PEEC has been introducing visitors to the great outdoors for 50 years.
PTN’s Brianna Strunk visited Pocono Environmental Education Center (PEEC) to help celebrate the organization’s 50th anniversary!
Get up close to live animals, visit interactive exhibits, and stretch your legs on six public hiking trails at PEEC.
Open year-round, PEEC is known for its day and overnight school field trips, scout programs, summer camps and team building courses. There are special workshops for the public, plus groups can rent space for meetings and retreats.
The non-profit has hosted more than one million visitors since 1972, and in many cases, this is their first true experience with nature.
“They become more comfortable just being outside in the forest, which a number of our students coming from cities don’t have access to regularly,” said director of education Stephanie Sherman.
It’s a place to connect with nature, but couples originally came here to connect with each other. PEEC was once Honeymoon Haven, one of the Poconos’ premiere honeymoon resorts.
“Everything here on the property is either the existing structure from when it was that facility, or we’ve renovated it in some way, shape, or form,” said director of operations Derek Scott.
The original honeymoon cabins have been converted into overnight accommodations for students and groups. They are also rented at times as Airbnb’s.
“This is still very much run like a resort, but the focus is now primarily on environmental education,” Scott added.
The old bowling alley has been separated into classrooms while the former swimming pool was transformed into crawl and walk through exhibits, including a replica bat cave and beaver lodge.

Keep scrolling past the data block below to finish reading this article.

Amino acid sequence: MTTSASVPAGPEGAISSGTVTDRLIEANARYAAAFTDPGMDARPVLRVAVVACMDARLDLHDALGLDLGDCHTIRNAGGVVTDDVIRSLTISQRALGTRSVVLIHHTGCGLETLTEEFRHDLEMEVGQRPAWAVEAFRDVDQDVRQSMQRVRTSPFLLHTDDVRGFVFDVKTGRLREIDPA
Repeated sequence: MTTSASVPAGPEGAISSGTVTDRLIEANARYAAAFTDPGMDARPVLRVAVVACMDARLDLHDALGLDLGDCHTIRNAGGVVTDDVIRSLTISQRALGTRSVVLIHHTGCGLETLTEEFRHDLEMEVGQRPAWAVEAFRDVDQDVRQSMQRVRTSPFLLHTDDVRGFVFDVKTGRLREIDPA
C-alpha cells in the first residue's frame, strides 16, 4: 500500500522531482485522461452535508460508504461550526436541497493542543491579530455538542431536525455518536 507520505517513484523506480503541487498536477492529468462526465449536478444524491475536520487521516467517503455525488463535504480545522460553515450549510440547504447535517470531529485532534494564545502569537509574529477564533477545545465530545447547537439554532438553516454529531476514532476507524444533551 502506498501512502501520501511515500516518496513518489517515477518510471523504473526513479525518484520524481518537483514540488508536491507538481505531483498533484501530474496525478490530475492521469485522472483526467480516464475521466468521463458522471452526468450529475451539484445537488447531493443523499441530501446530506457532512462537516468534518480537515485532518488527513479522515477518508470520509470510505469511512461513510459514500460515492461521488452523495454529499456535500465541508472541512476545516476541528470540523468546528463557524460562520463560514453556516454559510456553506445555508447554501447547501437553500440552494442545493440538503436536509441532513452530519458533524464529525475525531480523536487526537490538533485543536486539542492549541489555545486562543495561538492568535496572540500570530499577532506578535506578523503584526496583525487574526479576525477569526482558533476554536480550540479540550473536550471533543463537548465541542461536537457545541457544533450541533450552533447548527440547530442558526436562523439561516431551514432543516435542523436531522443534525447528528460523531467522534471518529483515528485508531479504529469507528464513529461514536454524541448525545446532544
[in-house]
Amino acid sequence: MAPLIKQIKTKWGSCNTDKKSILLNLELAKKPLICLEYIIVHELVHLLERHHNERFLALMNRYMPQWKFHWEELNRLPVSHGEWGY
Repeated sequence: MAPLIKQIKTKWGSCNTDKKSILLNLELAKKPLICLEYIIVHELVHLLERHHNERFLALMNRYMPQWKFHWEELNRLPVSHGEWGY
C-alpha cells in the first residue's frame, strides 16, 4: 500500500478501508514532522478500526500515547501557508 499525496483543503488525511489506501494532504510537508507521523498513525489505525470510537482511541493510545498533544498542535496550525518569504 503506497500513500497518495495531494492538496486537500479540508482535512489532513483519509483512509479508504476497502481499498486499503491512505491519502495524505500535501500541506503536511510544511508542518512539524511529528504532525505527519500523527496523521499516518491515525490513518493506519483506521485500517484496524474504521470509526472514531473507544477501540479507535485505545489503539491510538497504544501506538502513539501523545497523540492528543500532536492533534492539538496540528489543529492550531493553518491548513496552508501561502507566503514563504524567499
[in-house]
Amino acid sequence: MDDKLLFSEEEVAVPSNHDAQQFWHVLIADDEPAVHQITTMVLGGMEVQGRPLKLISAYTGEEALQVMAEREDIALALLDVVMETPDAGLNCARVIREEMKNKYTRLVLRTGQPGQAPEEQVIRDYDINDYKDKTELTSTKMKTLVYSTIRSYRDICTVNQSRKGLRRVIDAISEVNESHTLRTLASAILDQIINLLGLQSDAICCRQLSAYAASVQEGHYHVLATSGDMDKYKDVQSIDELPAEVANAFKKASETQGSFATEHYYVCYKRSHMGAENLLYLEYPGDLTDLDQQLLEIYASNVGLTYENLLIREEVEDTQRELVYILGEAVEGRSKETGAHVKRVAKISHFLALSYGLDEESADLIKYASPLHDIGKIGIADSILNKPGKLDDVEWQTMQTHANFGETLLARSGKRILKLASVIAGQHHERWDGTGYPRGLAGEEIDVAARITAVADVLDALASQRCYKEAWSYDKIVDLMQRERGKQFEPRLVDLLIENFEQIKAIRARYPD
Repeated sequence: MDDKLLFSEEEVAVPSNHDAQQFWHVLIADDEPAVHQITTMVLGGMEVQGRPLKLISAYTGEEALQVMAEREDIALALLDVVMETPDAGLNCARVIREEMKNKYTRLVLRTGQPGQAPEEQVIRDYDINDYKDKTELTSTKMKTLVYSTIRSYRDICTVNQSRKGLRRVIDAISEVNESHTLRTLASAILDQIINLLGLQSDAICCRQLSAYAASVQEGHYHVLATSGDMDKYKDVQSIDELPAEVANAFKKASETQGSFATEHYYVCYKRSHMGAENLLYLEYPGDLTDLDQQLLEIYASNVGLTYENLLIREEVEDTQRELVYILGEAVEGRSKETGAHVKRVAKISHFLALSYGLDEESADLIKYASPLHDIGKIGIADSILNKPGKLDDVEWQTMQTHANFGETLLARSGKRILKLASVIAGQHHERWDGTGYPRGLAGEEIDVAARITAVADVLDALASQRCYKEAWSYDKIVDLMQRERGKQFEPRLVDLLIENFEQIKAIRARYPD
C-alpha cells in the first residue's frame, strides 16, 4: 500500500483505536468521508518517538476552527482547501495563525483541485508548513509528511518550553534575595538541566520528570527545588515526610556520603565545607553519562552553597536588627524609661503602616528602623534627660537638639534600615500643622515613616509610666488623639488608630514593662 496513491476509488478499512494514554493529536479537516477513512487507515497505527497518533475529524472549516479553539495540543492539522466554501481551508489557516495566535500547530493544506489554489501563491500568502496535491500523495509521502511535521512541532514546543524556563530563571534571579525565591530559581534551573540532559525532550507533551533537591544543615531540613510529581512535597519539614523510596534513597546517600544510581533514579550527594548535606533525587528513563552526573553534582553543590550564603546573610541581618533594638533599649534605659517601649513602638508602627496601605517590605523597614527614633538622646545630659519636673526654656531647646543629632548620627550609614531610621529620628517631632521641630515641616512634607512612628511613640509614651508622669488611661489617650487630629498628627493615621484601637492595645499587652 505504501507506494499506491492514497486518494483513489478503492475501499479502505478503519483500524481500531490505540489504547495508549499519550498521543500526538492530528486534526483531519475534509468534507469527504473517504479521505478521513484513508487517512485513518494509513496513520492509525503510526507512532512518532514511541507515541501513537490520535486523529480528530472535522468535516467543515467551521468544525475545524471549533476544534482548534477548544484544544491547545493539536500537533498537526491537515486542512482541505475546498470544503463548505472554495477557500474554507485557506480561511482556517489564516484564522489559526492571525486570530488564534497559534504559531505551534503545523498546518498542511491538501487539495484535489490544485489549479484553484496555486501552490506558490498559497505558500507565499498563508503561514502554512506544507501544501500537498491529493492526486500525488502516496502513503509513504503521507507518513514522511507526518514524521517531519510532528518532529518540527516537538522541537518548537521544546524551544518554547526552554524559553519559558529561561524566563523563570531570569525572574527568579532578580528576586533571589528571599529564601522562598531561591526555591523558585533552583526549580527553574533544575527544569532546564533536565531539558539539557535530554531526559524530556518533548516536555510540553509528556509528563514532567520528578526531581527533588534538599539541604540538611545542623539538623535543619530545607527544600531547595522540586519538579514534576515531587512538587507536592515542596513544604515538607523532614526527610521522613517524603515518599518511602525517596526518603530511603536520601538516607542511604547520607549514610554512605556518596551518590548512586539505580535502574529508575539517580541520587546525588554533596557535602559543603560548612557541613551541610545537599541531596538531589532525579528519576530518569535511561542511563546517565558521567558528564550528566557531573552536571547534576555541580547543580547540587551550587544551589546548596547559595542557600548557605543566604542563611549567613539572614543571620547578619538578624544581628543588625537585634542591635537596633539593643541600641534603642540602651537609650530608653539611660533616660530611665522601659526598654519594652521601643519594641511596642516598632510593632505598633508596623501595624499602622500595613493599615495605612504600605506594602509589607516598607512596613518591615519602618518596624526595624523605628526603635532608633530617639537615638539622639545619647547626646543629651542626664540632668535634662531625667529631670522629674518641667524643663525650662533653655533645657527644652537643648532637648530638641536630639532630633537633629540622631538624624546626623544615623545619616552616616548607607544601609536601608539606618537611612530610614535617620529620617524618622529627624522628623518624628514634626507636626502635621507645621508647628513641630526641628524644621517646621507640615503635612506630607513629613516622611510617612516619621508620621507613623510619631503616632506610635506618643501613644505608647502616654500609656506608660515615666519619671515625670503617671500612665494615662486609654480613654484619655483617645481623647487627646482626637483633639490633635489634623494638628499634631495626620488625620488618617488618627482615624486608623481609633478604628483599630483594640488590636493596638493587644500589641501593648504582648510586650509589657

“These are areas that humans would not typically have access to or be able to explore,” Sherman said.
PEEC sits within the Delaware Water Gap National Recreation Area (DWGNRA), one of the country’s most popular outdoor destinations, known for its access to the Delaware River and home to Pennsylvania’s tallest waterfall.
“The combination of an overnight camp or nature center that is also situated on National Park property is very unique,” Scott explained.
PEEC has come a long way in the last half-century and has no plans of slowing down.
“Our goal for the next 50 years is to increase the number of people that use our facility and to whom we can provide environmental and sustainability education,” said executive director Jeff Rosalsky.
But the journey to this point hasn’t always been easy. In 2018. Severe storms brought down 1,000 trees, blocking trails and crushing cabins. Then the COVID-19 pandemic followed, forcing the in-person camp to pivot into creating a virtual curriculum and online outreach.
“The nice part is, we’re going to be able to use that in an innovative way going forward,” Rosalsky added.